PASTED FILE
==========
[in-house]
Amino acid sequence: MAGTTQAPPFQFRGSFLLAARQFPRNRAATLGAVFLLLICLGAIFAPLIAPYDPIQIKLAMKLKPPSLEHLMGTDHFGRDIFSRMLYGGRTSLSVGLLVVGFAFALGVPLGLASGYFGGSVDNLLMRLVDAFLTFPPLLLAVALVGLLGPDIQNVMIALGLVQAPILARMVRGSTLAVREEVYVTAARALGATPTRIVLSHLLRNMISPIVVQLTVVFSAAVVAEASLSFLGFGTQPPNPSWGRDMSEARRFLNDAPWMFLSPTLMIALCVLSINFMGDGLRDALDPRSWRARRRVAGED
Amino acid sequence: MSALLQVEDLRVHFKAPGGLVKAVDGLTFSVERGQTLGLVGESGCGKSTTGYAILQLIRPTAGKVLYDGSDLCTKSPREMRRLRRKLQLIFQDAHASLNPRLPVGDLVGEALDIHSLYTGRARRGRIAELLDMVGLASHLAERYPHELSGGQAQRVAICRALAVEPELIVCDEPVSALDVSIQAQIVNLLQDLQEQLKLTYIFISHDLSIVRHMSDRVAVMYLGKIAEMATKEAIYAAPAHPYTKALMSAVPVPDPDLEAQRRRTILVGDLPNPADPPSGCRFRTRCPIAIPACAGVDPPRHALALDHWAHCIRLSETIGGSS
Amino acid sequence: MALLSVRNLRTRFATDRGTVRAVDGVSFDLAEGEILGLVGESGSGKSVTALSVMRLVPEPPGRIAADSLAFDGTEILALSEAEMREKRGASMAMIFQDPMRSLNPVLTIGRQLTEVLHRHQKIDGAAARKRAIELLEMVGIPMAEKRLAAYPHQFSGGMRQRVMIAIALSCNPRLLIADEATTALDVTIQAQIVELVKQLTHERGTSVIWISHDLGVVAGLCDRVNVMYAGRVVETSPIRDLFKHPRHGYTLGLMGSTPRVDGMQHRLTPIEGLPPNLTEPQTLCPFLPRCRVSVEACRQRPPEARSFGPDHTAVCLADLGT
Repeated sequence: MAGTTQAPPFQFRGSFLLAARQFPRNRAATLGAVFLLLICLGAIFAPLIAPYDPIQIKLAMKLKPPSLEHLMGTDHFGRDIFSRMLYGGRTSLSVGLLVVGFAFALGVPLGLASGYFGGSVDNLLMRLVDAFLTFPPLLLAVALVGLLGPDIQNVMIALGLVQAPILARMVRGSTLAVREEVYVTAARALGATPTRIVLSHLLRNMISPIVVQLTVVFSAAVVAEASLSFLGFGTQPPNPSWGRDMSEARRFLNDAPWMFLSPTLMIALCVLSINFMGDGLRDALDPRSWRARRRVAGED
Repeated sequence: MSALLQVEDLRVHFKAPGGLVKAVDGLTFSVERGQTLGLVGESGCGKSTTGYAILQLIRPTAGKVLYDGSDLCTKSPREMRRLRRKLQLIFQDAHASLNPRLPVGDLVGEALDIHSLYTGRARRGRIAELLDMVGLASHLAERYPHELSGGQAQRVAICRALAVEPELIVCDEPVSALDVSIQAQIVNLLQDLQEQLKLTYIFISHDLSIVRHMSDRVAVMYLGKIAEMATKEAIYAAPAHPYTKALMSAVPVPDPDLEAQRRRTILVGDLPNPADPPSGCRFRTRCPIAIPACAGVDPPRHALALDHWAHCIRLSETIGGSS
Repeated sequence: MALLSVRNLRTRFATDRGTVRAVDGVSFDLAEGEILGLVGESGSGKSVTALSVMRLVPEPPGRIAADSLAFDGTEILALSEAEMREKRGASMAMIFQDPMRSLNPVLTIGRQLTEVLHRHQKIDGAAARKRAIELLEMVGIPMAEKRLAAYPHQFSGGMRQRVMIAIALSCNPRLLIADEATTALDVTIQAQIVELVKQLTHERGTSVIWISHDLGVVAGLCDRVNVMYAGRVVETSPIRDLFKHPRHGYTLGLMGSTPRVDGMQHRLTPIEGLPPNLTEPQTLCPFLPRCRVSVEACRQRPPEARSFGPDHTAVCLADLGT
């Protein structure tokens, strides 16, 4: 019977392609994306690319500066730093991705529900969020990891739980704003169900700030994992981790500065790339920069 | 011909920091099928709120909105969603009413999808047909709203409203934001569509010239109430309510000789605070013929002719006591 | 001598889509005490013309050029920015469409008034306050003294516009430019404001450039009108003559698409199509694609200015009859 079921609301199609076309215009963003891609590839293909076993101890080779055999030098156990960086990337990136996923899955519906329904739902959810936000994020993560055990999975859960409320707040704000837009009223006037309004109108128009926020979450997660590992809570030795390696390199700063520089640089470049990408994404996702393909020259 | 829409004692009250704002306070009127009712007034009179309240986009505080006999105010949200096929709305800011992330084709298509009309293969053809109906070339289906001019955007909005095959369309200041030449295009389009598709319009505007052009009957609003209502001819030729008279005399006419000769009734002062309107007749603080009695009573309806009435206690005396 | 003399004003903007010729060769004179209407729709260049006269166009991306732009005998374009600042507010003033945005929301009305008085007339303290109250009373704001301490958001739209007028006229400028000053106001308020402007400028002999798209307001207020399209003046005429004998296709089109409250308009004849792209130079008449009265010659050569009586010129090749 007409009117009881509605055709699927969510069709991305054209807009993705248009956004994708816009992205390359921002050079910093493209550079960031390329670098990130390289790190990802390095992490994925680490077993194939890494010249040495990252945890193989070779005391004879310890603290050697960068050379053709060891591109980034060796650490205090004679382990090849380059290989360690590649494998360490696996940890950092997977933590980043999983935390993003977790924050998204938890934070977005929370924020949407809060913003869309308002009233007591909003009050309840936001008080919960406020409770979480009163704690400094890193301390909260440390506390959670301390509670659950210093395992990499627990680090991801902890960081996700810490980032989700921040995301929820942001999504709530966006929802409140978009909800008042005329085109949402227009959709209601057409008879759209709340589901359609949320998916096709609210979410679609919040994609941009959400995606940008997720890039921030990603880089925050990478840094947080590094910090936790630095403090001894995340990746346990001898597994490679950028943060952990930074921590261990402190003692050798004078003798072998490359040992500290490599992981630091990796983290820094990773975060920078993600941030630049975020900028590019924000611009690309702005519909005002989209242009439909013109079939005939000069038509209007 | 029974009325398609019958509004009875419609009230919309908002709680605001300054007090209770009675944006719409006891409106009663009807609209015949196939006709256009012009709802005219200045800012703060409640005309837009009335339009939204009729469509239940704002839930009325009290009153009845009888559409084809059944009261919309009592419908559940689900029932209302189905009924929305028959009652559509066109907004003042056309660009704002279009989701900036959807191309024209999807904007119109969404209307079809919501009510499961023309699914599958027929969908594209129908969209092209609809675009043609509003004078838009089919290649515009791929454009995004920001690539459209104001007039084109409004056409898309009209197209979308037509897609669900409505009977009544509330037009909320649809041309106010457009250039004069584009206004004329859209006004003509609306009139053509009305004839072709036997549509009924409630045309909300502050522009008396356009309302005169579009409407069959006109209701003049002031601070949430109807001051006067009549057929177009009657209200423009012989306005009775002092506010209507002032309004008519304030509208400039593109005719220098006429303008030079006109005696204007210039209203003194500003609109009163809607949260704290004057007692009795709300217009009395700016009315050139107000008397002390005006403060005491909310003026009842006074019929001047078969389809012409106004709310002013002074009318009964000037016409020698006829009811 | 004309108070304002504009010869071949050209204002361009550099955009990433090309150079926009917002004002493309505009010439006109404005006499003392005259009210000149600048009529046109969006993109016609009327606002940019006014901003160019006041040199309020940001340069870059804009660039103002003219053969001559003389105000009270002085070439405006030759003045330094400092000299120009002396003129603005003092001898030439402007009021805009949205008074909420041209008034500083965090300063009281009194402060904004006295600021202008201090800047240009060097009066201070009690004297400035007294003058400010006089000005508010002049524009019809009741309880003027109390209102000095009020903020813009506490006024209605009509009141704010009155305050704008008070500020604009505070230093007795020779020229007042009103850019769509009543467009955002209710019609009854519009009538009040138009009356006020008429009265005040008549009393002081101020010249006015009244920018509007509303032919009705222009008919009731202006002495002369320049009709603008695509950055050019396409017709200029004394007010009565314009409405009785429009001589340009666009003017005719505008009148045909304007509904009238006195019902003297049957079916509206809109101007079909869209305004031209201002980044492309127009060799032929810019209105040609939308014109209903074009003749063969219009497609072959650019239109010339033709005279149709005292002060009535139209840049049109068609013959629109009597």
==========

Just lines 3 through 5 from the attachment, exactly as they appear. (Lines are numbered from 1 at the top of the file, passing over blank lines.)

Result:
Amino acid sequence: MSALLQVEDLRVHFKAPGGLVKAVDGLTFSVERGQTLGLVGESGCGKSTTGYAILQLIRPTAGKVLYDGSDLCTKSPREMRRLRRKLQLIFQDAHASLNPRLPVGDLVGEALDIHSLYTGRARRGRIAELLDMVGLASHLAERYPHELSGGQAQRVAICRALAVEPELIVCDEPVSALDVSIQAQIVNLLQDLQEQLKLTYIFISHDLSIVRHMSDRVAVMYLGKIAEMATKEAIYAAPAHPYTKALMSAVPVPDPDLEAQRRRTILVGDLPNPADPPSGCRFRTRCPIAIPACAGVDPPRHALALDHWAHCIRLSETIGGSS
Amino acid sequence: MALLSVRNLRTRFATDRGTVRAVDGVSFDLAEGEILGLVGESGSGKSVTALSVMRLVPEPPGRIAADSLAFDGTEILALSEAEMREKRGASMAMIFQDPMRSLNPVLTIGRQLTEVLHRHQKIDGAAARKRAIELLEMVGIPMAEKRLAAYPHQFSGGMRQRVMIAIALSCNPRLLIADEATTALDVTIQAQIVELVKQLTHERGTSVIWISHDLGVVAGLCDRVNVMYAGRVVETSPIRDLFKHPRHGYTLGLMGSTPRVDGMQHRLTPIEGLPPNLTEPQTLCPFLPRCRVSVEACRQRPPEARSFGPDHTAVCLADLGT
Repeated sequence: MAGTTQAPPFQFRGSFLLAARQFPRNRAATLGAVFLLLICLGAIFAPLIAPYDPIQIKLAMKLKPPSLEHLMGTDHFGRDIFSRMLYGGRTSLSVGLLVVGFAFALGVPLGLASGYFGGSVDNLLMRLVDAFLTFPPLLLAVALVGLLGPDIQNVMIALGLVQAPILARMVRGSTLAVREEVYVTAARALGATPTRIVLSHLLRNMISPIVVQLTVVFSAAVVAEASLSFLGFGTQPPNPSWGRDMSEARRFLNDAPWMFLSPTLMIALCVLSINFMGDGLRDALDPRSWRARRRVAGED